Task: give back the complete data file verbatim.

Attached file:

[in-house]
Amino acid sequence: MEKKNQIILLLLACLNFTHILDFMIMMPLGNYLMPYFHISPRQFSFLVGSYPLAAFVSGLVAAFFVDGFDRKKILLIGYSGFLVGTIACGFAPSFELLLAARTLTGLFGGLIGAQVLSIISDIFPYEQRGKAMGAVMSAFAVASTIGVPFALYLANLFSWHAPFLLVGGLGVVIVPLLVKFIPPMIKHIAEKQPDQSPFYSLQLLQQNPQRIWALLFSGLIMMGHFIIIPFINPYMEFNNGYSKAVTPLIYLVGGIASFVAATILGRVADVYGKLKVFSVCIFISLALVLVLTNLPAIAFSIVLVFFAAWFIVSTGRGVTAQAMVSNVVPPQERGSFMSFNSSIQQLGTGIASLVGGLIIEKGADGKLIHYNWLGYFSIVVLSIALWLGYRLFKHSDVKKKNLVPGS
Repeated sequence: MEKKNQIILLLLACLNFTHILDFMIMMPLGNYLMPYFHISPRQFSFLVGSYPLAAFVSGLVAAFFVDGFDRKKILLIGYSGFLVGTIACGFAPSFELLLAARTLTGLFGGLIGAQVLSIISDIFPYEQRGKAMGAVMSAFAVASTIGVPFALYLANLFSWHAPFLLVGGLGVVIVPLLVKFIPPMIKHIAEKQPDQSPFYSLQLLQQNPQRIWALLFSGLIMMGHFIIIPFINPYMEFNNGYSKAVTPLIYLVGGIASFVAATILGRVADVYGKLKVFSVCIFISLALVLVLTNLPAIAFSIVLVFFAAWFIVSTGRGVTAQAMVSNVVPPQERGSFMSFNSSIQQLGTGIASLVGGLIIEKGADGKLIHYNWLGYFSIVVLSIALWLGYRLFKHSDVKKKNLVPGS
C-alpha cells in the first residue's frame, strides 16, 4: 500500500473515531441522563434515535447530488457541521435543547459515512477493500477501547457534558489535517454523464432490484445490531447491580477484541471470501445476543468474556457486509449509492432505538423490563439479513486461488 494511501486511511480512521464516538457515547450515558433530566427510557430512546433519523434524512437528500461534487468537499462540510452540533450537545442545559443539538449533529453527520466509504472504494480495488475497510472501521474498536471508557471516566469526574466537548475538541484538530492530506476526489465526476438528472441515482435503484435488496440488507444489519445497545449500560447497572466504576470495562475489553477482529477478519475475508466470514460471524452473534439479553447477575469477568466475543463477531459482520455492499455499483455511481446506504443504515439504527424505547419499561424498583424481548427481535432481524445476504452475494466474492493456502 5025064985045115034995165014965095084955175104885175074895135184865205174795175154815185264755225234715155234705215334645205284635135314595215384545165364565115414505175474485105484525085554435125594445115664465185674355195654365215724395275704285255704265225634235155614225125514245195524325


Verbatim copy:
[in-house]
Amino acid sequence: MEKKNQIILLLLACLNFTHILDFMIMMPLGNYLMPYFHISPRQFSFLVGSYPLAAFVSGLVAAFFVDGFDRKKILLIGYSGFLVGTIACGFAPSFELLLAARTLTGLFGGLIGAQVLSIISDIFPYEQRGKAMGAVMSAFAVASTIGVPFALYLANLFSWHAPFLLVGGLGVVIVPLLVKFIPPMIKHIAEKQPDQSPFYSLQLLQQNPQRIWALLFSGLIMMGHFIIIPFINPYMEFNNGYSKAVTPLIYLVGGIASFVAATILGRVADVYGKLKVFSVCIFISLALVLVLTNLPAIAFSIVLVFFAAWFIVSTGRGVTAQAMVSNVVPPQERGSFMSFNSSIQQLGTGIASLVGGLIIEKGADGKLIHYNWLGYFSIVVLSIALWLGYRLFKHSDVKKKNLVPGS
Repeated sequence: MEKKNQIILLLLACLNFTHILDFMIMMPLGNYLMPYFHISPRQFSFLVGSYPLAAFVSGLVAAFFVDGFDRKKILLIGYSGFLVGTIACGFAPSFELLLAARTLTGLFGGLIGAQVLSIISDIFPYEQRGKAMGAVMSAFAVASTIGVPFALYLANLFSWHAPFLLVGGLGVVIVPLLVKFIPPMIKHIAEKQPDQSPFYSLQLLQQNPQRIWALLFSGLIMMGHFIIIPFINPYMEFNNGYSKAVTPLIYLVGGIASFVAATILGRVADVYGKLKVFSVCIFISLALVLVLTNLPAIAFSIVLVFFAAWFIVSTGRGVTAQAMVSNVVPPQERGSFMSFNSSIQQLGTGIASLVGGLIIEKGADGKLIHYNWLGYFSIVVLSIALWLGYRLFKHSDVKKKNLVPGS
C-alpha cells in the first residue's frame, strides 16, 4: 500500500473515531441522563434515535447530488457541521435543547459515512477493500477501547457534558489535517454523464432490484445490531447491580477484541471470501445476543468474556457486509449509492432505538423490563439479513486461488 494511501486511511480512521464516538457515547450515558433530566427510557430512546433519523434524512437528500461534487468537499462540510452540533450537545442545559443539538449533529453527520466509504472504494480495488475497510472501521474498536471508557471516566469526574466537548475538541484538530492530506476526489465526476438528472441515482435503484435488496440488507444489519445497545449500560447497572466504576470495562475489553477482529477478519475475508466470514460471524452473534439479553447477575469477568466475543463477531459482520455492499455499483455511481446506504443504515439504527424505547419499561424498583424481548427481535432481524445476504452475494466474492493456502 5025064985045115034995165014965095084955175104885175074895135184865205174795175154815185264755225234715155234705215334645205284635135314595215384545165364565115414505175474485105484525085554435125594445115664465185674355195654365215724395275704285255704265225634235155614225125514245195524325